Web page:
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Emerald Group Publishing Limited
Copyright © 2005, Emerald Group Publishing Limited
Note from the publisher
New layout for Sensor Review
You may have noticed that this issue of Sensor Review looks quite different from previous issues. This is because for 2005 we have made a number of important and exciting changes affecting the look and feel of the Emerald journals. As the journals are increasingly sold in groups as part of a package or database, we have made the decision to unify their design so that all our products are instantly recognisable as being a part of the Emerald family. In addition, we have recently invested heavily in a number of new developments, for example Emerald Management Xtra and the Journal Article Delivery Engine. Therefore, we believe the time is right to update the appearance of the journals.
The most significant change will be to the journal covers. When at conferences and other events where a number of our journals are displayed together, it has become increasingly apparent that we need to strengthen the Emerald corporate look and to improve the cover designs for certain titles. Therefore, we have taken the decision to adopt a lively and attractive design for all journals and this will incorporate an abstract image. We have retained existing cover images where possible and the designs have been carefully chosen to convey a message of quality.
We feel that the layout within the journal has been significantly improved. The layout now conforms to a more established and expected technical journal format with less “white space” and a more accommodating presentation of equations, formulae, figures, plates and tables.
We hope you like the new look, and your feedback – both good and bad – is most welcome.
Emerald structured abstracts have arrived!
After months of preparation by journal editors, authors and Emerald publishing staff, structured abstracts are ready for publication in all Emerald journals. The abstracts appear in journals from the first issues of all 2005 volumes and a glance at any article title page in this issue of Sensor Review will illustrate the format and style of the new-style abstracts. The format differs slightly in the electronic version of articles on Emerald's web site but this is only a cosmetic variation and takes account of the different medium and way in which people use abstract information.
The idea for the structured abstracts came about at the start of 2004 and a small team has worked on the design and introduction of structured abstracts throughout the year. Owing to the hard work of everyone involved in producing this journal, Emerald is now able to showcase the abstracts for the first time. We believe they provide real benefits to our readers and researchers and that they answer some of the key questions journal users have about a paper without them having to scan or read the entire paper. Some of these questions might include:
What research has been conducted on this topic?
How was the research approached – what methods were used?
What were the main findings?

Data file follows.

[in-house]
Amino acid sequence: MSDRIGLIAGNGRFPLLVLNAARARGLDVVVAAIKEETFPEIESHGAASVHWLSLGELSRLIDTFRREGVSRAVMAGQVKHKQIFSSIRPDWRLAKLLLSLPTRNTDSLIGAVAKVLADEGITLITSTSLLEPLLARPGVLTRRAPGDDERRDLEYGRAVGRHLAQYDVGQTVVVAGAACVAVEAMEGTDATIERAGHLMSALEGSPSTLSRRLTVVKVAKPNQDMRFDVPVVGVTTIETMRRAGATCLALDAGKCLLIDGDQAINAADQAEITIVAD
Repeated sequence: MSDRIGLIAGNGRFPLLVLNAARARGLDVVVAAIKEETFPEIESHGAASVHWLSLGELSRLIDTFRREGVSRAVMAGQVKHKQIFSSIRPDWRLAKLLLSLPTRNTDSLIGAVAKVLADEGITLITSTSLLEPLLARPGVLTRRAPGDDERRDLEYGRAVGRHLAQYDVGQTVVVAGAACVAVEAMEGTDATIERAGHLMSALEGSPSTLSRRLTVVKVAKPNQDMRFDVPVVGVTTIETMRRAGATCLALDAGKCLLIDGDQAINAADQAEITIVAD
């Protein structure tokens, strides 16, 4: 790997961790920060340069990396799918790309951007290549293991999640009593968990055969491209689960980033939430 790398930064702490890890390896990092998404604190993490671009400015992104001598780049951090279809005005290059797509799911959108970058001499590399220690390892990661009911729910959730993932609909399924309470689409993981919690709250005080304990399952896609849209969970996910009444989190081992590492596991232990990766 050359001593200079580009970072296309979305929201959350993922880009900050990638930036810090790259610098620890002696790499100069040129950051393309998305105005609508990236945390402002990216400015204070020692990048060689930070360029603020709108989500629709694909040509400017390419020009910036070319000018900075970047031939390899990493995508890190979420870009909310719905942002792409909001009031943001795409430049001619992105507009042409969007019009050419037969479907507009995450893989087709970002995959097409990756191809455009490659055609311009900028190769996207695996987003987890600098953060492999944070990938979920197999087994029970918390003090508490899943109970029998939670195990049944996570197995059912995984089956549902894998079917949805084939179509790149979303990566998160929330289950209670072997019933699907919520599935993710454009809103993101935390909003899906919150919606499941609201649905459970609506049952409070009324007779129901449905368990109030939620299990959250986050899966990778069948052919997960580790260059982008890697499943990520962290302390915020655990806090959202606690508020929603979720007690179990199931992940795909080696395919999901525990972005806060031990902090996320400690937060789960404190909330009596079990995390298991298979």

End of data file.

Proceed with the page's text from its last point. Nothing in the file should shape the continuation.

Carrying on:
Are there any literature reviews on this topic and are they selective or inclusive?
So what? The authors have shown this but what does this mean for my work/organization?
I want to conduct research in this area but what questions still need to be answered?
Has this work got any relevance and value for me?
What did the writer set out to show?
Structured abstracts provide the answers to these kinds of questions without the researcher having to go any further into the article itself. Authors can be more confident that their paper will be noticed and read by others with a real interest in the topic or research.
As far as possible we have alerted our authors and editorial team members to this change via Literati Club Newslines and communications with journal editors. Authors who have been asked to rewrite their abstracts in the new format have readily obliged. The response from all parties has been very encouraging:
Structured abstracts are increasing in popularity among the social and behavioral sciences.There's overwhelming evidence that readers (and indexers) glean more from structured abstracts. (Jonathan Eldredge, MLS, PhD, AHIP, Associate Professor, School of Medicine, Academic & Clinical Services Coordinator and Author, Health Sciences Library and Informatics Center, Health Sciences Center, The University of New Mexico, USA)
(For more on structured abstracts and their value for researchers and writers, read the short paper by Liz Bayley and Jonathan Eldredge at http://research.mlanet.org/structured_abstract.html).
Everyone has difficulties in the digital environment in weighing up the value of any piece of information and structured abstracts go some way towards a remedy to the problem of information overload. Emerald is the very first publisher in the management field to introduce structured abstracts and whilst we are mindful that this means change for authors and researchers, we feel our pioneering work in this area gives our journals a strong competitive advantage. We are pleased and proud to be the first in the field to implement this extremely good idea.
Unfortunately we are unable to go back through more than 40,000 papers already in Emerald's database to change already-published abstracts into structured ones. On a more positive note, however, nearly 5,000 new papers will be deposited into the database this coming year and all will be accompanied by a structured abstract.
Emerald would be pleased to hear what you think about this initiative. E-mail Sue de Verteuil, Head, Editorial Developments at email@example.com with your views.